Topics: Justice | History

Why descendants of Black settlers in Ontario fought to keep a controversial road name

This group has been working to retain Negro Creek Road for 28 years

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Gael Miller-Jackson, a descendant of Black settlers who lived around Negro Creek Road, looks at photos and news clippings about the area’s history. (Film still courtesy of Ben Heywood-MacLeod)

On a sunny late-spring afternoon in 2020, Georgina Alonso stood at the intersection of Negro Creek Road and Concession 2 snapping pictures of the sign perched on a tall steel pole. She had just learned through a Google search that the road, a short drive from her mother’s house in Chatsworth Township, Grey County, was once home to a Black pioneer settlement, and she was eager to visit a place that spoke to her own experience of growing up in rural Ontario.

The visit took place in the thick of Black Lives Matter rallies, triggered by the May 25 murder of George Floyd by a white police officer in Minneapolis. Alonso, whose background is Afro-Cuban and white, was born in Toronto and raised in Flesherton in Grey County, where she had always felt separate from her local peers. “It’s implied in many ways that rural Canada is a white space, and not being entirely white was enough to make me feel like an outsider, let alone not having been born there or not having grandparents or great-grandparents who grew up in the area,” she says. 

Now, she yearned for the solidarity of the Black Lives Matter rallies. She knew from the slurs and intrusive questions she had experienced at school that racism was not simply an urban problem. But the rallies were taking place in cities, not in the country. So she did the next best thing, which was to connect with the Black heritage she had just discovered near her mother’s house. “I needed to go there for some reason,” she says. “I needed to see whatever I could see there.”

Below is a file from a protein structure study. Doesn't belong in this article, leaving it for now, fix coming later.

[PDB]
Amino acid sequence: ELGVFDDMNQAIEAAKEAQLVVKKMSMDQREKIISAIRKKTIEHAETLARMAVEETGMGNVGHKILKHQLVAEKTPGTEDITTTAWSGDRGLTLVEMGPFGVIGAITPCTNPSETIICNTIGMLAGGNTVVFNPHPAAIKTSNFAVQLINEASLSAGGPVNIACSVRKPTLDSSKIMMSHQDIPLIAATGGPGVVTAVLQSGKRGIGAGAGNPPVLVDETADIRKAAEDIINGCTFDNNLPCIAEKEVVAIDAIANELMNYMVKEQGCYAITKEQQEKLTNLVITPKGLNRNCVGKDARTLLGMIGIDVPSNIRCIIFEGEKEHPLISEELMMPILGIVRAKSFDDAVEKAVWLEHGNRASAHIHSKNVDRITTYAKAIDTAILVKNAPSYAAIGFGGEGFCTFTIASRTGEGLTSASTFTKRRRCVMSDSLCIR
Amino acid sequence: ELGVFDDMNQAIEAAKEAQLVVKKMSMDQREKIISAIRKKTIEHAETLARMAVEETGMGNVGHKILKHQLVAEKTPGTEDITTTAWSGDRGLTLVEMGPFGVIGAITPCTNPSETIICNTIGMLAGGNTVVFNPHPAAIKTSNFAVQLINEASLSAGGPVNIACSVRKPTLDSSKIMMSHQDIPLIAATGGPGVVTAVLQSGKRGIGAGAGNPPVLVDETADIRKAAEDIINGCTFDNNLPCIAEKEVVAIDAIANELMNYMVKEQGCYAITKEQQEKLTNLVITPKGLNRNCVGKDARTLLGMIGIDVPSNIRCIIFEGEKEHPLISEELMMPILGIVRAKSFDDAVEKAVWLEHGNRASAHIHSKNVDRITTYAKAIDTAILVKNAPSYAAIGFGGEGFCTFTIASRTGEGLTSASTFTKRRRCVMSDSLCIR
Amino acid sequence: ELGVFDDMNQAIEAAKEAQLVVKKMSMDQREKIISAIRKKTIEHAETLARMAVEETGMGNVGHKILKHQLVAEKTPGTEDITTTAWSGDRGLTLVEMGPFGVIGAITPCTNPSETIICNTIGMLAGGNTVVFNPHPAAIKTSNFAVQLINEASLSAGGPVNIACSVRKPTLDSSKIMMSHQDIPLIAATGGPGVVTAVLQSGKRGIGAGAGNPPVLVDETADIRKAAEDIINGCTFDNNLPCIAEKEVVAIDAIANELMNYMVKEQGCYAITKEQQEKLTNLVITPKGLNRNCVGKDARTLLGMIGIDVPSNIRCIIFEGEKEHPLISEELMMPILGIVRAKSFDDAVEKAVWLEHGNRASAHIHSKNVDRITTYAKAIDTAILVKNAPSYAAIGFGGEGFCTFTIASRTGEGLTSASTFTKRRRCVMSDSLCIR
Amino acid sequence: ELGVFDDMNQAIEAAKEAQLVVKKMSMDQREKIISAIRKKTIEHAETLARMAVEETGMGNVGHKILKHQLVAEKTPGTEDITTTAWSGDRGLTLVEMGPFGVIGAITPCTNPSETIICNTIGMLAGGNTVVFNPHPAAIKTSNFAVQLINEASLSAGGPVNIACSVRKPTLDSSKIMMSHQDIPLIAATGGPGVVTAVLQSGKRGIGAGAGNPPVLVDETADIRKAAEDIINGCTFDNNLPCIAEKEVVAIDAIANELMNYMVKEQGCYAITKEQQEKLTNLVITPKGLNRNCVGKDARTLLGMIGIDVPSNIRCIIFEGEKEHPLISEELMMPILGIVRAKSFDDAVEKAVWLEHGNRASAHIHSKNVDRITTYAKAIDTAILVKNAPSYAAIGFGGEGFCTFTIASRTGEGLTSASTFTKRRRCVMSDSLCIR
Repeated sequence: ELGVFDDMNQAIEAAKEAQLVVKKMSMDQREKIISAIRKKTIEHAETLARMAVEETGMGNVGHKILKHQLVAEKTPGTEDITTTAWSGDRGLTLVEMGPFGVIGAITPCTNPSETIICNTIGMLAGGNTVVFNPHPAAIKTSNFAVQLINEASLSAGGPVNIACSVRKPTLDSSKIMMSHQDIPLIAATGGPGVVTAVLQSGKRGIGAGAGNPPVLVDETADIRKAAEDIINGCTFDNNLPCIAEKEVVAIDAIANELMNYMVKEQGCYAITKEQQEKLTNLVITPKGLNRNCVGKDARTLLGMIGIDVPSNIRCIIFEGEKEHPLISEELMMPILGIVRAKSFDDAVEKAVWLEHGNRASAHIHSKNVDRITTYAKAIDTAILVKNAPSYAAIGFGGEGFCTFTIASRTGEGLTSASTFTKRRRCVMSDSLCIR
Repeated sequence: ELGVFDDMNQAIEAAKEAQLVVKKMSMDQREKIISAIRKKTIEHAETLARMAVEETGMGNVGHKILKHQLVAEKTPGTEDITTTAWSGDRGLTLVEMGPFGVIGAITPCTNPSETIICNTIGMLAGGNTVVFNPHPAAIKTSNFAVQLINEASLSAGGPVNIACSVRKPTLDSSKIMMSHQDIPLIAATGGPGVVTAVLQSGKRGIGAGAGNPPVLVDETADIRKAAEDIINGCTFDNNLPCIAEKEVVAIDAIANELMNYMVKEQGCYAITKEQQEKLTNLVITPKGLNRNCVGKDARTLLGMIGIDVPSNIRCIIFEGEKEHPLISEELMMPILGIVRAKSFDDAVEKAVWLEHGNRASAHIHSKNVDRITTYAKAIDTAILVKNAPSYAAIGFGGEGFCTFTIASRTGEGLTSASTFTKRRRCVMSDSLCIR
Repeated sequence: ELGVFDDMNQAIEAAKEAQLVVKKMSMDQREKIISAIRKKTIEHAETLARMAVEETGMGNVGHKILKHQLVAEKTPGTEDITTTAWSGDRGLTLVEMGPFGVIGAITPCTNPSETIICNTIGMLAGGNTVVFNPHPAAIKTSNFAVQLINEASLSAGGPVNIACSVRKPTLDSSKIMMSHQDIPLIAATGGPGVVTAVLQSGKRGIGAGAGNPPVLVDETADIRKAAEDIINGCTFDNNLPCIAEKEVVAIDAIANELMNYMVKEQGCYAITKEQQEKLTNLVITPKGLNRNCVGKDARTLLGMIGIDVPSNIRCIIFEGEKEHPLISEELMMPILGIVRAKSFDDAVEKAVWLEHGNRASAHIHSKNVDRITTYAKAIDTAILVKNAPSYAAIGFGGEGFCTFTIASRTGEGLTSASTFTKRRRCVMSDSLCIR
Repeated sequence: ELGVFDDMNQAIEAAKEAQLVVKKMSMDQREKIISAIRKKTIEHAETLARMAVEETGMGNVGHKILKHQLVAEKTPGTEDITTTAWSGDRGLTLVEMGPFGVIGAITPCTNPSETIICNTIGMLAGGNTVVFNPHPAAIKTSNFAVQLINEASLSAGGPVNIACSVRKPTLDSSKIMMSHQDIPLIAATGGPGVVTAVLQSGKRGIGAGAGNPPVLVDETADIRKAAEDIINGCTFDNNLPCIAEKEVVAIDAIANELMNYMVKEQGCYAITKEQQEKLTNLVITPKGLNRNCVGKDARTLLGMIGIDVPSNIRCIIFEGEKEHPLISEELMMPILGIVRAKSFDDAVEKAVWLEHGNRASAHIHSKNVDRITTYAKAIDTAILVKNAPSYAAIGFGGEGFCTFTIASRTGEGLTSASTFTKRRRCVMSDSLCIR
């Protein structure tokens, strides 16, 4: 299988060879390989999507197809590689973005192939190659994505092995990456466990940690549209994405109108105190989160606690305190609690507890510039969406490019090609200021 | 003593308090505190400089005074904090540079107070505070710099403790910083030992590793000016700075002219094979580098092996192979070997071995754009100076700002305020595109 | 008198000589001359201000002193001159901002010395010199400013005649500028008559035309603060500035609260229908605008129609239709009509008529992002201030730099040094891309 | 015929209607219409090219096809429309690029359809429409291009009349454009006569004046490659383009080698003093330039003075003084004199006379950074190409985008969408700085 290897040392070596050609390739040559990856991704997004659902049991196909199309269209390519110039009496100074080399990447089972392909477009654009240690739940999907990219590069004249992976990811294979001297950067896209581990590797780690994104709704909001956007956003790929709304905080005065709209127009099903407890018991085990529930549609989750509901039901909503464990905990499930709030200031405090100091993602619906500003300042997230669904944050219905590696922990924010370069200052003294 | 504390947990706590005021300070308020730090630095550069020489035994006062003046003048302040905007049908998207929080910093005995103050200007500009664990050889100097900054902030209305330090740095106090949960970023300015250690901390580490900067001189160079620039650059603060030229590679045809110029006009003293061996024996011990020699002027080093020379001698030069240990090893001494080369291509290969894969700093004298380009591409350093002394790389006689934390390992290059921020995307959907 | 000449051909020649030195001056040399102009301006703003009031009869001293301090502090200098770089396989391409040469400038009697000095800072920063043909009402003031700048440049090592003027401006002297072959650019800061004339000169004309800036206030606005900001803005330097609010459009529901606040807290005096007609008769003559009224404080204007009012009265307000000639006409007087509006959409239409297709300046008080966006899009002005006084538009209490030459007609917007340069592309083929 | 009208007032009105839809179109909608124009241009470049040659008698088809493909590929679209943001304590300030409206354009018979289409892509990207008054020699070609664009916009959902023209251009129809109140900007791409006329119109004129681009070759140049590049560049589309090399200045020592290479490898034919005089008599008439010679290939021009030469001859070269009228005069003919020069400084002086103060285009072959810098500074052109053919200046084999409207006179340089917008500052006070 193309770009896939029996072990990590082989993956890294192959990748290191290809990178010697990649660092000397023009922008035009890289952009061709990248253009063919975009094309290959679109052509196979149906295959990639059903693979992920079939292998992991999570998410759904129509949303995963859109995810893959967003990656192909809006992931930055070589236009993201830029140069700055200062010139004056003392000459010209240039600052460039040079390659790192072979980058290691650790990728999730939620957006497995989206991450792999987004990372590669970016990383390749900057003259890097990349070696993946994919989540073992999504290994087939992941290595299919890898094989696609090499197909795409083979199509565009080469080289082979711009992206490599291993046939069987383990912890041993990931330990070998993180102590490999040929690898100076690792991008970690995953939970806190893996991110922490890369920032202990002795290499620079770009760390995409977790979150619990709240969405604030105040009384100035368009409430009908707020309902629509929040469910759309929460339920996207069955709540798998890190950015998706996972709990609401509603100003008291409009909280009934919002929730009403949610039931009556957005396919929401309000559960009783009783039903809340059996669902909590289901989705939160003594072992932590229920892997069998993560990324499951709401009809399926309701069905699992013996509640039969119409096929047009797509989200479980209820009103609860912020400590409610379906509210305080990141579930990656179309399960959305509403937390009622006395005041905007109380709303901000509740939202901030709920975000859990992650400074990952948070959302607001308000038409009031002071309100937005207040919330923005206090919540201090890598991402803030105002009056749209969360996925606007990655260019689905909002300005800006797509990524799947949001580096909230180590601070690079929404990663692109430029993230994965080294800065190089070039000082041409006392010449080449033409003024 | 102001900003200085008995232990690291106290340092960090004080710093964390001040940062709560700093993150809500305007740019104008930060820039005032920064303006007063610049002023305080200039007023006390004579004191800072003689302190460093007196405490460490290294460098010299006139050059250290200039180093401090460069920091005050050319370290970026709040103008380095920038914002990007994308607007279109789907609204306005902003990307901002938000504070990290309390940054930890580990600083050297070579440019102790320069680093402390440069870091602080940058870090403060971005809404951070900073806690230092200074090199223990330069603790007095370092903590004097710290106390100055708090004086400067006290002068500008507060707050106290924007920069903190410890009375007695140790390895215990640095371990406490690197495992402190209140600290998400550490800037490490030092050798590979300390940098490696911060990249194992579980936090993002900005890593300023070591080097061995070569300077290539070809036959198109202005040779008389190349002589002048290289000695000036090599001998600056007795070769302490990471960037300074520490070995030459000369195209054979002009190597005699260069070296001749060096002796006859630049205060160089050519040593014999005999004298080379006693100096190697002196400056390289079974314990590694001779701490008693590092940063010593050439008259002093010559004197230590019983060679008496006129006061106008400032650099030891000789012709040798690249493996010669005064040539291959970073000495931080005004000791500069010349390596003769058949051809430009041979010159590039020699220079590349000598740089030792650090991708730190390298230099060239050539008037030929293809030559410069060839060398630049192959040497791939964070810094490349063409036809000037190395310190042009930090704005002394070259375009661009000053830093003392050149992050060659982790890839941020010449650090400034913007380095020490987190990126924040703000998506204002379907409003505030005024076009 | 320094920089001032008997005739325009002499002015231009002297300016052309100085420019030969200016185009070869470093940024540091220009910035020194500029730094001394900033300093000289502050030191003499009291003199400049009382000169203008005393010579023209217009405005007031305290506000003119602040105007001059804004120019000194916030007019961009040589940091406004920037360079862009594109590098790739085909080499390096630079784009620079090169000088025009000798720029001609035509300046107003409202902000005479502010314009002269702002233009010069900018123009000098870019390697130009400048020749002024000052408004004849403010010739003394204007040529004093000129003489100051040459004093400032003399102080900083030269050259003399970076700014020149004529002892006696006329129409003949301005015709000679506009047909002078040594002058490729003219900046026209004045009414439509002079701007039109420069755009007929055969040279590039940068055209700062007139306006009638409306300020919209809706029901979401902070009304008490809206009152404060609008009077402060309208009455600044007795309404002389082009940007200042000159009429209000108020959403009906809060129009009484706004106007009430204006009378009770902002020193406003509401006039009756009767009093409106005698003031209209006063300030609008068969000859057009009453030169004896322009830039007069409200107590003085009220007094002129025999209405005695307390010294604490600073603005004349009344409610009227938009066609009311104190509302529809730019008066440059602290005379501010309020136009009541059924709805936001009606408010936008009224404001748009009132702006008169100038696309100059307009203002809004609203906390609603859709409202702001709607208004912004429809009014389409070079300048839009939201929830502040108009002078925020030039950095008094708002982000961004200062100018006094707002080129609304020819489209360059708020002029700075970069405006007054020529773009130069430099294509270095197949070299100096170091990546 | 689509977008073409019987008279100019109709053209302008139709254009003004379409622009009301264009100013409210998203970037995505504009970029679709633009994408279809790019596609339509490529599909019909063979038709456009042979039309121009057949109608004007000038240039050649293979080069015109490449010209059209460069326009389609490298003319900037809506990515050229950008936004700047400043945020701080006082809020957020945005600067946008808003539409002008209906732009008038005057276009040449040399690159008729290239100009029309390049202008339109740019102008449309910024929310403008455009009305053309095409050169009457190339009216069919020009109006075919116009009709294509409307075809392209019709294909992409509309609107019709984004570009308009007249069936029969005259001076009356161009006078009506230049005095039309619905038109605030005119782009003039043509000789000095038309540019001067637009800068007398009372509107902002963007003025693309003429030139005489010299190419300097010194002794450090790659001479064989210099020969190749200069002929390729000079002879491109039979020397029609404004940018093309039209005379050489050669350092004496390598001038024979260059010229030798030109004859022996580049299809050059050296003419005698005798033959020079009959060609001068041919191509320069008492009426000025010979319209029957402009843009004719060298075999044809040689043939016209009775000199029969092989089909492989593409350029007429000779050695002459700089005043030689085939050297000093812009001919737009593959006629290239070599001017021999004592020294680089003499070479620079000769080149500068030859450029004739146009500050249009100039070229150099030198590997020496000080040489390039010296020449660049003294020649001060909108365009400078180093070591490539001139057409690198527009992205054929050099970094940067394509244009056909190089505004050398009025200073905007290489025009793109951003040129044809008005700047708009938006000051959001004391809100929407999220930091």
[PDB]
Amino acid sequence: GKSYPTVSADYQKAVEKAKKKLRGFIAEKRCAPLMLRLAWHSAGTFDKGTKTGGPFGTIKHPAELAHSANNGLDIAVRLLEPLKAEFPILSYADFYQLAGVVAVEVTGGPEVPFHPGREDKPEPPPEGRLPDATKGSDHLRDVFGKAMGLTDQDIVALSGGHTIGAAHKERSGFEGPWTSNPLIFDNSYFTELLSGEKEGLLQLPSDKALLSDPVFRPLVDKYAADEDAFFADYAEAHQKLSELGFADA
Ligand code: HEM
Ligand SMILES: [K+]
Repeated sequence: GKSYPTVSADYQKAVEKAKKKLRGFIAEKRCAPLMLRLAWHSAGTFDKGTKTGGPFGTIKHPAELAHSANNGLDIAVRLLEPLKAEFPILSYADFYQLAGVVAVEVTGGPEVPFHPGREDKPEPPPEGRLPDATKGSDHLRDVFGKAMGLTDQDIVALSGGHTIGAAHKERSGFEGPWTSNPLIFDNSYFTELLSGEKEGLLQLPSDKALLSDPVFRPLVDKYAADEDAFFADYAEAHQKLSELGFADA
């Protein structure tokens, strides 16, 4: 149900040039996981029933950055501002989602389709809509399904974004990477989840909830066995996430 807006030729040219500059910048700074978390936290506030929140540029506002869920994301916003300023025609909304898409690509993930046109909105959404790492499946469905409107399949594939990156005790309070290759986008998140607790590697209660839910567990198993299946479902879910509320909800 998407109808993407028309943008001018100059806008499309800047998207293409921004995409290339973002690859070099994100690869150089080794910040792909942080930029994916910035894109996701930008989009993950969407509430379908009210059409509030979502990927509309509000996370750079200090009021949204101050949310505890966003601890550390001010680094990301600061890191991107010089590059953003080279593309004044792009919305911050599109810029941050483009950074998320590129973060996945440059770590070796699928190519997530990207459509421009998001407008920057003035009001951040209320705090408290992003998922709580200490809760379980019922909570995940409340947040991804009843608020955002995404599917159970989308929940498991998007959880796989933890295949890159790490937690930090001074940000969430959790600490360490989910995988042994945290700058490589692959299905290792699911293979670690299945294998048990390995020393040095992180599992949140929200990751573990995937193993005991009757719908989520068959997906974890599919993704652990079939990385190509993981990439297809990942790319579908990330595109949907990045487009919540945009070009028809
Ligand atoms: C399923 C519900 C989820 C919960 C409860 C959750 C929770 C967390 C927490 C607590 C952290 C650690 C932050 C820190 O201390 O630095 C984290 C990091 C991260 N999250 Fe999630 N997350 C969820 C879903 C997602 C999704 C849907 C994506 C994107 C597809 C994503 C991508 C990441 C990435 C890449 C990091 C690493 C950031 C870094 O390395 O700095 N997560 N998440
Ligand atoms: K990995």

The road sign is vandalized at least twice a year. (Film still courtesy of Ben Heywood-MacLeod)

What she found, however, was disappointment. Few houses populated the narrow gravel road that runs uphill for two concessions east of Highway 6. Other than its name, no obvious indications remained of the 50 or so Black families who had once called it home. The road lacked a historic plaque or marker of any sort that might explain its name or describe the early community. 

Wanting to do something about this lack of recognition, Alonso joined an effort, led by descendants of the original Black pioneers and local residents, to create permanent accounts of the road’s history. Attacks on Negro Creek’s sign have in part motivated the project. Incidents happen two to three times a year, and in January 2022, someone cut down the entire pole. Dwindling tolerance for names that use derogatory terms makes the need for explanation even more pressing. 

This grassroots group is not interested, however, in changing the road’s name: more than two decades ago, many of its members fought to restore the name after the municipality had changed it to commemorate a white settler. The battle became a watershed moment in the recognition of Ontario’s Black heritage and also holds lessons for current debates around place names. “When we fail to talk about rural Black Canadians, we contribute to the erasure of Black history, present, and future,” Alonso wrote in an essay in 2020.